A look at the two sets of inserts in our daily Gannett paper recently indicate that brand extensions are the "thing" of the moment -- and that real basic innovation in new products may be reaching new lows. It is already down from 13.4% of all items introduced in 1989 to 5.1% in 1993.
Spic and Span from Procter & Gamble Co. is not only now an "Ultra" version, but the original and pine versions have "bathroom cleaner" variety. All with an "ultra measuring cap" as the screw-top.
Comet, also from P&G, is no longer just in powder form. It comes as a "liquid gel," a "nonabrasive limescale remover," a "bathroom cleanser," a "cleaner with bleach" (in a big size for "big tough jobs;" a trigger sprayer for "quick cleanups"), plus a "comet mildew stain remover."
"Introducing a revolutionary idea in bathroom tissue," James River has Quilted Northern "wet or dry." This is "the only bathroom tissue to work wet or dry. It has two layers quilted together to be extra strong . . . soft enough for total comfort . . . it's the tissue that gives you a choice."
Three new flavors of Hungry Jack from Pillsbury have "mash appeal." These are cheese, sour cream and chives and parsley butter. Who wants plain old mash potatoes anyway?
And from Sunshine Biscuits, "new" Pretzels with the taste of San Francisco sourdough come in "salsa" and "honey mustard pretzel pieces," and "fat-free Bavarian sourdough pretzel" varieties.
In the Cream of Wheat line from Nabisco, "New" Instant Cream of Wheat hot cereal "mix-ins" is "low fat." It comes in apple granola crunch with real apple pieces (in pouches) and separate granola packets -- eight of each in a 12.1-ounce box.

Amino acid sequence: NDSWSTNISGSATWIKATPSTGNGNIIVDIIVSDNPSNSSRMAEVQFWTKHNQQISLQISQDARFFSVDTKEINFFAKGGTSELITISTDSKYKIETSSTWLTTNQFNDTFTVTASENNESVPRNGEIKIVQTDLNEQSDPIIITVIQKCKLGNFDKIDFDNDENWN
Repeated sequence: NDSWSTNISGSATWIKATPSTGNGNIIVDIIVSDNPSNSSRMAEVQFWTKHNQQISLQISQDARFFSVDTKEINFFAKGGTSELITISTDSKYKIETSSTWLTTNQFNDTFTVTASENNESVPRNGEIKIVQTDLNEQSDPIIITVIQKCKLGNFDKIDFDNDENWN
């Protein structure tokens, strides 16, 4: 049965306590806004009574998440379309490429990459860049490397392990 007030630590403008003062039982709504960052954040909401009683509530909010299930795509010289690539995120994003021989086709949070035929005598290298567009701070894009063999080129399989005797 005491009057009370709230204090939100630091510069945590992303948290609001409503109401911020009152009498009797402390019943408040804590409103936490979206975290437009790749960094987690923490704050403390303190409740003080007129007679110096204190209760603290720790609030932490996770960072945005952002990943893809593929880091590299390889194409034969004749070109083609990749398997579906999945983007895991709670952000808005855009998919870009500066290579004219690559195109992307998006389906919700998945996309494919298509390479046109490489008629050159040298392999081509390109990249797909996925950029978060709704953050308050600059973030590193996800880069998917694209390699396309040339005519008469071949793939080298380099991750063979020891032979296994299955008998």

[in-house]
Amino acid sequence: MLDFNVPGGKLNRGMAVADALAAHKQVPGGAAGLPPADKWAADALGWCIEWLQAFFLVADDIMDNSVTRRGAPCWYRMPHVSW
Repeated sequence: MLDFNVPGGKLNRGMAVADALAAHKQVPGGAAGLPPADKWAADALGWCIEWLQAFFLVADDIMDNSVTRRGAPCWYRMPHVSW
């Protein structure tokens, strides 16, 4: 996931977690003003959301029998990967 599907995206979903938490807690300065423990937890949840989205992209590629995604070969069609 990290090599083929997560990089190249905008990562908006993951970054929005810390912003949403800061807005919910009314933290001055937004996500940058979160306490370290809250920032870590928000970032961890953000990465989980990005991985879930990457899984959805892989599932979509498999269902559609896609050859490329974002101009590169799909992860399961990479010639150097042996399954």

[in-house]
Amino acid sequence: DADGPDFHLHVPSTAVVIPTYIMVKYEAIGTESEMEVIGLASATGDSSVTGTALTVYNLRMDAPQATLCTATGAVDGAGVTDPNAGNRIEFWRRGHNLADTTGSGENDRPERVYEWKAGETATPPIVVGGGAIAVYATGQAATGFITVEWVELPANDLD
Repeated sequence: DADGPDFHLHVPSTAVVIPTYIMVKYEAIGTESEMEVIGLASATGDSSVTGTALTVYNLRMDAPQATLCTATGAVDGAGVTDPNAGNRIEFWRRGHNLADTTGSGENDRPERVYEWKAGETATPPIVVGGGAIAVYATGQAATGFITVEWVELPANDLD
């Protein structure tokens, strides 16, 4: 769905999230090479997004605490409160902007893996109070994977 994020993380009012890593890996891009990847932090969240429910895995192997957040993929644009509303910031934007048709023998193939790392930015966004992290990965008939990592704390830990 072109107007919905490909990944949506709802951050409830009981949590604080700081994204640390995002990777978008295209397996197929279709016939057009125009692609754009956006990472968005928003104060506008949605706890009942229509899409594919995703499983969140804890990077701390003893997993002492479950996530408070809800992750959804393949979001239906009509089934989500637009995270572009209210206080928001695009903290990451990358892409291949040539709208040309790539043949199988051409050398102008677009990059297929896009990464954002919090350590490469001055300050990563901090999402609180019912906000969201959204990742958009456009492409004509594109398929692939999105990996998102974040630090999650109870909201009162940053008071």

Widespread is available in original, cheddar, light cheddar, garden vegetable and garlic and herb Neufchatel varieties, at least in traditional plastic containers. Apparently it also is not only in your dairy, but in your deli cheese Department as a branded random-weight wedge.
Thomas' English Muffins come in the recently successfully introduced "sandwich size." And now also in regular, wheat, onion and sourdough. All are extensions of the smaller regular versions that many practically demand for breakfast.
Hunt's Juicy Gels, sold next to the Hunt's Snack Pack, which "never needs refrigeration," come in cherry/lemon-lime as new Gel Snacks. These are made with 10% "real fruit juice" and have several additional flavors.
What's my point? Some of these are great ideas! But is it any wonder that retailers are demanding slotting fees for new products? "New" product introductions are up nearly 30% this year. How can we possibly get along without every last one of them?
Robert McMath is a new-product consultant and director of the New Products Showcase & Learning Center in Ithaca, N.Y.